Online manifestations of diet culture

Figure 1: "What I Eat in a Day" TikTok video from a model

Diet culture is omnipresent online, predominantly on big social media platforms. On TikTok, the trend "What I eat in a day" has arisen which are videos showing what people eat for breakfast, lunch, dinner, and as snacks (see Figure 1). However, there are different voices present in the discourse on this subject. In her YouTube video TikTok's Toxic Diet Culture Needs to be Stopped", Natacha Océane (2020) points out how the intake of calories shown in these videos often only adds up to half the recommended amount. This has led to an eating disorder unique to our time. Orthorexia builds its foundations on the obsession with being healthy via nutrient or food restriction.

Some researchers have been led to believe that western cultural influences concerning wellness and body ideals are the cause of this new eating disorder (Tippins, 2020). Furthermore, videos of people showing their toned bodies are causing insecurity amongst young women on TikTok. They compare their own bodies to those of others online and consequently feel guilty about their eating habits. This has led to the rise of products such as "metabolism drops" and "slim kits" that are claimed to help people lose weight (Océane, 2020). Additionally, body transformation videos frequently go viral, showing pictures of people before and after weight loss (McCabe, 2020). These videos have a competitive nature and are perpetuating unhealthy weight loss methods.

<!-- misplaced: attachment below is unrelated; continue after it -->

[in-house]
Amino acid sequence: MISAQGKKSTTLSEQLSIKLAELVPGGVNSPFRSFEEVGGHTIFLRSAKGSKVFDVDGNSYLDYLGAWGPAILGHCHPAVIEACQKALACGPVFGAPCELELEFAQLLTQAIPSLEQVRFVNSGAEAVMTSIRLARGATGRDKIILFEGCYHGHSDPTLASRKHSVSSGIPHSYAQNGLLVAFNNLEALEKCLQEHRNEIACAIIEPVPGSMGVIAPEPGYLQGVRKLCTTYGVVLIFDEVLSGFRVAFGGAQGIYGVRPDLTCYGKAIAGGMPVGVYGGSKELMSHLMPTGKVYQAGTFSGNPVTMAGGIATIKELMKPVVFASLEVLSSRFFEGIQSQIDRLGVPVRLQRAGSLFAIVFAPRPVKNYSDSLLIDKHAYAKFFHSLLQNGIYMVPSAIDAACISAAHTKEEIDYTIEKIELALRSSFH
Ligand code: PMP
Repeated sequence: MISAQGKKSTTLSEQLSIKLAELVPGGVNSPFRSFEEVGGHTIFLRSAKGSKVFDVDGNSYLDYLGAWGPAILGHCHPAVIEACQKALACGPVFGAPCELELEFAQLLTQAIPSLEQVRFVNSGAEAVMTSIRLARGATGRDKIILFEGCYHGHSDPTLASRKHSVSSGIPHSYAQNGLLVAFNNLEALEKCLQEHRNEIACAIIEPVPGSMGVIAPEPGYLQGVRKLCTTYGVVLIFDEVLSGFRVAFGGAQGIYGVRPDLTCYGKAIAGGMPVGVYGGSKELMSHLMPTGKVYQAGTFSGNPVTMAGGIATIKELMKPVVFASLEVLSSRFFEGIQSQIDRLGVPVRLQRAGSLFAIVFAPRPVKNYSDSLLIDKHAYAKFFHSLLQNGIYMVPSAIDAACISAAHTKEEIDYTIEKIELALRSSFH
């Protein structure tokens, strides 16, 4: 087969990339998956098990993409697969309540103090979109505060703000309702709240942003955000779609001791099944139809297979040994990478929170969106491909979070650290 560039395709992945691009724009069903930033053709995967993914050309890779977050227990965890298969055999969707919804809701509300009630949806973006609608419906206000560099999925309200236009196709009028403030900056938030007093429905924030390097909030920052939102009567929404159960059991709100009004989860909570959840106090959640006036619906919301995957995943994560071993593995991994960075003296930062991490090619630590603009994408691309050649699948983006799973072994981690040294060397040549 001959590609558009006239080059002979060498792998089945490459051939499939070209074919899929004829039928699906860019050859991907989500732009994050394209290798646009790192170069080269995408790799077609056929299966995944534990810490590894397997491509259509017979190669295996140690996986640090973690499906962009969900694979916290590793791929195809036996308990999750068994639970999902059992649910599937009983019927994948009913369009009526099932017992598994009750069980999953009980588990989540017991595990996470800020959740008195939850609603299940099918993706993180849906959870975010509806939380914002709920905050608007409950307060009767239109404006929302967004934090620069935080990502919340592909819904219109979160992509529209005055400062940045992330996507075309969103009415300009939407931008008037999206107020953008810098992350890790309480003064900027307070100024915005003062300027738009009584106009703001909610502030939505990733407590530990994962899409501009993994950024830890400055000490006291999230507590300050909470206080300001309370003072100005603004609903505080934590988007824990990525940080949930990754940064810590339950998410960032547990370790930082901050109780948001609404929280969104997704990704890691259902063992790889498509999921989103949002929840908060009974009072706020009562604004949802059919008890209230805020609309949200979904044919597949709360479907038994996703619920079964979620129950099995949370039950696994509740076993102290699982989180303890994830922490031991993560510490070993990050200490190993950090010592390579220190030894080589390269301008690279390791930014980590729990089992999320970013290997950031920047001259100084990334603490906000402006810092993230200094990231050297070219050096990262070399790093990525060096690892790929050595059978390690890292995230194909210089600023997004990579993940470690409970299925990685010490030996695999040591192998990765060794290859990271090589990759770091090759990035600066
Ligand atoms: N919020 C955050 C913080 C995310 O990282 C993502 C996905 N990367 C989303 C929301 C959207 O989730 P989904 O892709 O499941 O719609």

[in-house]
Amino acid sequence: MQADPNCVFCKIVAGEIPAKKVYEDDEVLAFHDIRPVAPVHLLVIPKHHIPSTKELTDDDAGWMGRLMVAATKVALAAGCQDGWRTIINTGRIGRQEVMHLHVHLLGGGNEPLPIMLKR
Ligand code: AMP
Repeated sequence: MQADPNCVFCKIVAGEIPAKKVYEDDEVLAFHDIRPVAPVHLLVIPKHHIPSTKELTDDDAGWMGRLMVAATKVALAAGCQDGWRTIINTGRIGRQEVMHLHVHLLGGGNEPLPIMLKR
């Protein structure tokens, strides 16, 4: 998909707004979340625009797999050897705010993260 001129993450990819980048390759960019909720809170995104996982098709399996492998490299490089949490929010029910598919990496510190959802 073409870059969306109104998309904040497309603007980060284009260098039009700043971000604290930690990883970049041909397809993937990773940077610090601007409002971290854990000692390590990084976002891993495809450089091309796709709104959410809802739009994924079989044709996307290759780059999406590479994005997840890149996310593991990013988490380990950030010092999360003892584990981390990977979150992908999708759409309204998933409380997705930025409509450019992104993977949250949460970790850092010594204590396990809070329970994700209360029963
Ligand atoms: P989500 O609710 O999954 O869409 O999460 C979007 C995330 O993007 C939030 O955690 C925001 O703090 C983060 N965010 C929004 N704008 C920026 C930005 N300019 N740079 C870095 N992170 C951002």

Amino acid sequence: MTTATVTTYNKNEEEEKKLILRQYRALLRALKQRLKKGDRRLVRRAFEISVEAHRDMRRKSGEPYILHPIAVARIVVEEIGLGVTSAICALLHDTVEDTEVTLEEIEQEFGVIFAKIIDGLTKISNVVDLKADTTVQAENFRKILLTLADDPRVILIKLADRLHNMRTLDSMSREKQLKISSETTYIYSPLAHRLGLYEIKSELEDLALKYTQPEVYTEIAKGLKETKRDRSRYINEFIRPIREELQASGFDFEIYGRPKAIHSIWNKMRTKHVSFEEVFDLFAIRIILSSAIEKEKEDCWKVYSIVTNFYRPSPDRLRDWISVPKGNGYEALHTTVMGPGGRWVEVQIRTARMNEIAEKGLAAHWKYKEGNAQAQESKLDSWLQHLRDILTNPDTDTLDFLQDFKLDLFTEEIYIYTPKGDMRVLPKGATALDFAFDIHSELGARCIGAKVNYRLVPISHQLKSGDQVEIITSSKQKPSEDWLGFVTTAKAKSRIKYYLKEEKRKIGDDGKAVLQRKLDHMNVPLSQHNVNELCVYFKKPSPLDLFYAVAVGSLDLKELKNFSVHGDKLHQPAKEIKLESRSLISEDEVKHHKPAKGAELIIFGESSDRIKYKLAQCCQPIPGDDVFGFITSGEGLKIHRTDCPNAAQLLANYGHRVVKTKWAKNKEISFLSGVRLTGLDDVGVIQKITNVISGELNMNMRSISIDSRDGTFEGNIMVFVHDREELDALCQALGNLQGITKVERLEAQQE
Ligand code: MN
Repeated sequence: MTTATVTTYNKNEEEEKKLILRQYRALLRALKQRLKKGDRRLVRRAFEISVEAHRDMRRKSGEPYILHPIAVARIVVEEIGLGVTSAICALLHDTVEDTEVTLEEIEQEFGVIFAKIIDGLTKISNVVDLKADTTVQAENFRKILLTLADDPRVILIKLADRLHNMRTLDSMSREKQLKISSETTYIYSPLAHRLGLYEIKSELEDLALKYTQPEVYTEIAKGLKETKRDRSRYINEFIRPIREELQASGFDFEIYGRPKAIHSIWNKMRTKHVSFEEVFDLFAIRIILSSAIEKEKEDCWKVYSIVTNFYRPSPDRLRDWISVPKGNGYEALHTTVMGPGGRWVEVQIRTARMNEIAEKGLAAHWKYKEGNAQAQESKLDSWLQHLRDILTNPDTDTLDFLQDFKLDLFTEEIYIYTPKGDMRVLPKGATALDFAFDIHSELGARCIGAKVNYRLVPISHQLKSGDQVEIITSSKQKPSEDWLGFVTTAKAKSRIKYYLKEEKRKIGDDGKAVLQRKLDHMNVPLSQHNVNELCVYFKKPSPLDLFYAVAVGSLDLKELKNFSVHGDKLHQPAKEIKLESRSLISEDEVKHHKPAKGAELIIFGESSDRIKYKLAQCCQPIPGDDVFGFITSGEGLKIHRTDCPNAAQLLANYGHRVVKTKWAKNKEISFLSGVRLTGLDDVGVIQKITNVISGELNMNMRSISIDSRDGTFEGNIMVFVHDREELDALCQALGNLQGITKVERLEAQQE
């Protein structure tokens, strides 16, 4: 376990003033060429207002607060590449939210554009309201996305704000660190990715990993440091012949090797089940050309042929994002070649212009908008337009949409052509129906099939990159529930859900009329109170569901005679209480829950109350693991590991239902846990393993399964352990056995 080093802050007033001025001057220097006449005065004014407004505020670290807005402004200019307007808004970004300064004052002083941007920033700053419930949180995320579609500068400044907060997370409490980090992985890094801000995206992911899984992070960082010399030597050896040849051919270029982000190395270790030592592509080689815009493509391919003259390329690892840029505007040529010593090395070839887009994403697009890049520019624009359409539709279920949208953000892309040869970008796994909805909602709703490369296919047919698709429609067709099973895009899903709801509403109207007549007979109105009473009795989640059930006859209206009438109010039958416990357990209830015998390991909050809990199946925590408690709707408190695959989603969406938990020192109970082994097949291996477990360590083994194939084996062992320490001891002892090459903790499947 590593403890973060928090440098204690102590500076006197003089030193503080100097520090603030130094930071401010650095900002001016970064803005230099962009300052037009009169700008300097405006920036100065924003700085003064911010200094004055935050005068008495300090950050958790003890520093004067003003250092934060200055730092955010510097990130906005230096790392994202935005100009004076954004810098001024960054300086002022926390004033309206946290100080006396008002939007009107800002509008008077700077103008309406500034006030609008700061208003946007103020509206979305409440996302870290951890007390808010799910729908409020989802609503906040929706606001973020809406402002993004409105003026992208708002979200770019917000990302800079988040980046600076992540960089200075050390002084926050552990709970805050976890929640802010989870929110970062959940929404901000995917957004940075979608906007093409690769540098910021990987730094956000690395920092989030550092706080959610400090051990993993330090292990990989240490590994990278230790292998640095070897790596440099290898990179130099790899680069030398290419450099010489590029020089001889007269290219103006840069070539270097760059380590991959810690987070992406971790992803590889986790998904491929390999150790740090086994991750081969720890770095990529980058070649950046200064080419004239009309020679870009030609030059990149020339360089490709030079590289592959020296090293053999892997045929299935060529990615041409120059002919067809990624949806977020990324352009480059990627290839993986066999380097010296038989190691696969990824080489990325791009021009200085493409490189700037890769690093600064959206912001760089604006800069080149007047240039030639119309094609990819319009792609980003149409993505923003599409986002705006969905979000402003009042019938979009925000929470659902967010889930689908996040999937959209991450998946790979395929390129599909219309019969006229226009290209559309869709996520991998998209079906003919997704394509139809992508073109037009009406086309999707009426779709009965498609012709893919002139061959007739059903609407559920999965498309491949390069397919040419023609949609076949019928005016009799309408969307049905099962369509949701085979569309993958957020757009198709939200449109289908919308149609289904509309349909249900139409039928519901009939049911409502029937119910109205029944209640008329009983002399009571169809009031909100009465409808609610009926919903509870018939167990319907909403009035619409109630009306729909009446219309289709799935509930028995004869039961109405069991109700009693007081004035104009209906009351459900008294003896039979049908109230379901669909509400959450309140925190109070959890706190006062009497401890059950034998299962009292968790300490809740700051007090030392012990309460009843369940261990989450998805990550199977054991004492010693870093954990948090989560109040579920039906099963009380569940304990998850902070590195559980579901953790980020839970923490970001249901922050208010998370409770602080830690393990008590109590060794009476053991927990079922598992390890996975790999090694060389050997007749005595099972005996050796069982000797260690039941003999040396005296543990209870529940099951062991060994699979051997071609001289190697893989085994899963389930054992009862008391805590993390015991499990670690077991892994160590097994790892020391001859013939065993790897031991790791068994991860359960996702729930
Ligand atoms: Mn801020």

On Instagram, it is mostly influencers who promote diet culture. Take, for instance, the Kardashian-Jenners, a family that continuously promotes diets, workout advice, and weight loss/workout products. Every time a Kardashian, or any other influencer for that matter, shares their ‘healthy’ lifestyle or ‘perfect body’, such discourse about the body becomes a source of knowledge, contributing to the creation of norms people try to adhere to. This becomes a problem when the products promoted by influencers turn out to be damaging to one’s health. A case in point is celebrity Kylie Jenner, who has promoted products such as detox teas multiple times on her Instagram.